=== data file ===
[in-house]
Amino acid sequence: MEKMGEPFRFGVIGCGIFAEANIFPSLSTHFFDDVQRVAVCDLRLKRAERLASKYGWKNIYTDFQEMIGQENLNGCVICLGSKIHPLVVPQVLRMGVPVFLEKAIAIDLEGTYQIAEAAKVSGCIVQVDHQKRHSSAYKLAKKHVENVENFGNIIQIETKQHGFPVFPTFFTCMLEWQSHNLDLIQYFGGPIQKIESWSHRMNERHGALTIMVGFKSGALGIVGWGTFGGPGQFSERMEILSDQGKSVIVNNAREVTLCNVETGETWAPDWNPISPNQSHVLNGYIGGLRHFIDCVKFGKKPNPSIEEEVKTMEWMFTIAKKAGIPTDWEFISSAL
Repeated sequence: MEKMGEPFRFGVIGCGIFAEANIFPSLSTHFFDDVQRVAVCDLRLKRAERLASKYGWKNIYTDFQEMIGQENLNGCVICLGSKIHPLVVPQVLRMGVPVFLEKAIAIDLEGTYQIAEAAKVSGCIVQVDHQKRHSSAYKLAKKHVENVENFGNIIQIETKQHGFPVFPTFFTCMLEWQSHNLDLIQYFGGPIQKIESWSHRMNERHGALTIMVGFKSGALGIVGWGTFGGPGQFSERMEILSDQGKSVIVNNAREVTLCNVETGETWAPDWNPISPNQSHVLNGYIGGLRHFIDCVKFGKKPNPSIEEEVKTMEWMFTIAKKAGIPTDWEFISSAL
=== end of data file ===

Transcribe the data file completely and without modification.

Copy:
[in-house]
Amino acid sequence: MEKMGEPFRFGVIGCGIFAEANIFPSLSTHFFDDVQRVAVCDLRLKRAERLASKYGWKNIYTDFQEMIGQENLNGCVICLGSKIHPLVVPQVLRMGVPVFLEKAIAIDLEGTYQIAEAAKVSGCIVQVDHQKRHSSAYKLAKKHVENVENFGNIIQIETKQHGFPVFPTFFTCMLEWQSHNLDLIQYFGGPIQKIESWSHRMNERHGALTIMVGFKSGALGIVGWGTFGGPGQFSERMEILSDQGKSVIVNNAREVTLCNVETGETWAPDWNPISPNQSHVLNGYIGGLRHFIDCVKFGKKPNPSIEEEVKTMEWMFTIAKKAGIPTDWEFISSAL
Repeated sequence: MEKMGEPFRFGVIGCGIFAEANIFPSLSTHFFDDVQRVAVCDLRLKRAERLASKYGWKNIYTDFQEMIGQENLNGCVICLGSKIHPLVVPQVLRMGVPVFLEKAIAIDLEGTYQIAEAAKVSGCIVQVDHQKRHSSAYKLAKKHVENVENFGNIIQIETKQHGFPVFPTFFTCMLEWQSHNLDLIQYFGGPIQKIESWSHRMNERHGALTIMVGFKSGALGIVGWGTFGGPGQFSERMEILSDQGKSVIVNNAREVTLCNVETGETWAPDWNPISPNQSHVLNGYIGGLRHFIDCVKFGKKPNPSIEEEVKTMEWMFTIAKKAGIPTDWEFISSAL